Like the woman on Hiker's bus, this little incident burned itself into my mind and could easily have ruined my night if I hadn't been on my way to see a movie that completely took my mind off of desperately stupid examples of humanity. Who the hell-- no, never mind. I'm not going to go off on this tangent. I have peace of mind for the first time this week, and I'm going to cherish it.

04:39 - Feel the Power of the Dark Side...!


It's sort of hard to imagine David Coursey's month of Mac slumming going much better than it has. The ZDNet editor whose avowed Windows loyalty has resulted in quite a number of sneering Mac-condescending columns in the past is enjoying the hell out of his new iMac, to the point where he's now recommending it almost without qualification.

None of the photos I've seen do the new iMac justice. It's hard to take a picture of a white computer with a clear frame around the screen and make it look good. It is especially difficult to do this against a white background, as Apple is prone to do. They had the same problem with the iPod, which people thought was much larger than it is because they had seen it only on a billboard. Now, they didn't think it was that big, but...

If you are trying to show off the iMac base--about the size of a big salad bowl turned upside down--it's hard to have the monitor in a normal position. This is probably why the best pictures of the new iMac, such as they are, have been taken from the side. That shows off the arm that connects the screen to the base rather nicely.

Of course, this hasn't stopped him from taking "Before" and "After" photos of his desk-- Before, with XP, and After, with the iMac. He's almost apologizing for the fact that the photo of the iMac isn't more spectacular by muttering over how it really, really looks better in person. The guy is rooting for this machine. And he apparently can't get enough of iPhoto, either.

This, coupled with the nicely platform-agnostic attitude of our corporate IT department and my horrific experiences with Windows 2000 (they're not over yet-- I still haven't gotten the server machine to behave to my satisfaction), I'm wondering what luck I might have in req'ing a new iMac for my desk machine. If only for the ergonomic advantage! I mean, hey-- just think, companies would no longer have to hire consultants to come in and tell each employee how many books to stack under their monitors to prop them up to the proper level. Everyone could just glide them to the right place. I don't think we'll come anywhere near grasping just how groundbreaking and this-will-change-everything the movable screen idea is, until everyone has at least tried it and seen it in action. This is the Next Big Thing in PC design, no fooling. It's only a matter of time before it hits everyone else like a ton of sharpened marbles and the clones start marching on us. (Apple's got patent pending on that neck design, though!)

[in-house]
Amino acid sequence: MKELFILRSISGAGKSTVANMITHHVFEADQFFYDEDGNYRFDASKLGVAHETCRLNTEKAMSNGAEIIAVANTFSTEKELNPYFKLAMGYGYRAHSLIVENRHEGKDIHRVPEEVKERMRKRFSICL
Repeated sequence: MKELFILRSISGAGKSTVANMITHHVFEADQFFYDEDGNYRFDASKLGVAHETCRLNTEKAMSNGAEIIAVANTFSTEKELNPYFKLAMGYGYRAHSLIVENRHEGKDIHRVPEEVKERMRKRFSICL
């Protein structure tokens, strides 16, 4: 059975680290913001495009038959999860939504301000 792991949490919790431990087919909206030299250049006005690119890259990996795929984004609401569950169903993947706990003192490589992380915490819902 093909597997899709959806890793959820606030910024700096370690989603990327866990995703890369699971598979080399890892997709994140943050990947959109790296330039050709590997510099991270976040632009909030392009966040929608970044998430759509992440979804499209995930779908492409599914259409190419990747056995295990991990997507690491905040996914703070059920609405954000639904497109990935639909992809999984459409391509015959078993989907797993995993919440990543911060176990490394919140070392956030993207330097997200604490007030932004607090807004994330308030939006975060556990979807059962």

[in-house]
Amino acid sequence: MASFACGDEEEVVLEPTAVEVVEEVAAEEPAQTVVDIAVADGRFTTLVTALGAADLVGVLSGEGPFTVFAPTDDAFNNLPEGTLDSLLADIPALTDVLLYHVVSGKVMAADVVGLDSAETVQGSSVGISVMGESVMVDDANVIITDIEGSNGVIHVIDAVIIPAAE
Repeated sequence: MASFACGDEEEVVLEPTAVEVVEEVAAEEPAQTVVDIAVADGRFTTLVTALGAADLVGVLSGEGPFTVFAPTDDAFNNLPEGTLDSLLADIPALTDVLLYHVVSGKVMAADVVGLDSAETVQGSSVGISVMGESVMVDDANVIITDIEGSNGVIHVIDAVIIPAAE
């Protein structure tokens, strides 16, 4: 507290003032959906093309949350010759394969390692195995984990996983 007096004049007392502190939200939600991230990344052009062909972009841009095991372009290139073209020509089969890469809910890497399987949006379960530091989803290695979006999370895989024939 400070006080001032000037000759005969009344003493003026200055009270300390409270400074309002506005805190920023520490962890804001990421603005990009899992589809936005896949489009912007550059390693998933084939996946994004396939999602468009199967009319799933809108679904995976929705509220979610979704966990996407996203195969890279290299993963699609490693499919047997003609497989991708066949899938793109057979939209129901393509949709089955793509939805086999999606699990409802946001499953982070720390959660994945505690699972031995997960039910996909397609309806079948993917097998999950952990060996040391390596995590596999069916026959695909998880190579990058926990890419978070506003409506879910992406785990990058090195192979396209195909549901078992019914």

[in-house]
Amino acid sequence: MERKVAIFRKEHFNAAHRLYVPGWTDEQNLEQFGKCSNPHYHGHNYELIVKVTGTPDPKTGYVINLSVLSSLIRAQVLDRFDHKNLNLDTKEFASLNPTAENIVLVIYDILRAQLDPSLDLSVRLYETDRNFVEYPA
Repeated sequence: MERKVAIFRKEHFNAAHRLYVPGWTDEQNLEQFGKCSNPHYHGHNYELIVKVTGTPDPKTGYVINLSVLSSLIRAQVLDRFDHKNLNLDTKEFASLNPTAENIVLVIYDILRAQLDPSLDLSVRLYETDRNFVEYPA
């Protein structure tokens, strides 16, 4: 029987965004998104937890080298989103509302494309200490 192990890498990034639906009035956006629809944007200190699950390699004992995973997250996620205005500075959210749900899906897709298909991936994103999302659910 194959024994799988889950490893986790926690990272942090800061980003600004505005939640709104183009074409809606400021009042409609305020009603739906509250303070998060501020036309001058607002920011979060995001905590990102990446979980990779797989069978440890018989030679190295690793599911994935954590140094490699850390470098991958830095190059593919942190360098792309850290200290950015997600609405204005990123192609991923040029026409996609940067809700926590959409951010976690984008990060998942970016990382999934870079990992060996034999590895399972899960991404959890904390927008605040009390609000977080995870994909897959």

By the way, The Mac Observer has a meta-article covering Coursey's findings. It's worth a read in itself.

04:21 - Lord of the Rings -- if written by...

Tolkien fans new and old, follow the link and chortle: "Alternative authors' versions of Lord of the Rings". Ian Fleming, P.G. Wodehouse, Rudyard Kipling, Meatloaf... yep, it's all here. Lots of it is quite funny, too.

However, it touches on something that's vaguely bugged me ever since Whose Line Is It Anyway? came to America. In the British version of the show, they could have an entire recurring improv game of "Writing Styles"-- you know, like "Film & Theater Styles", but about authors instead. The comedians would narrate a scene in the voices of Shakespeare, Edgar Rice Burroughs, Agatha Christie, Tom Clancy, James Joyce... and the audience would get it! They would know these styles! To the British wit, or even to the casual TV-watching Nielson family, knowing what Joseph Conrad or John Grisham wrote like was just as central a pillar to cultural awareness as knowing what Charlie's Angels or Beavis and Butt-head sound like is to Americans.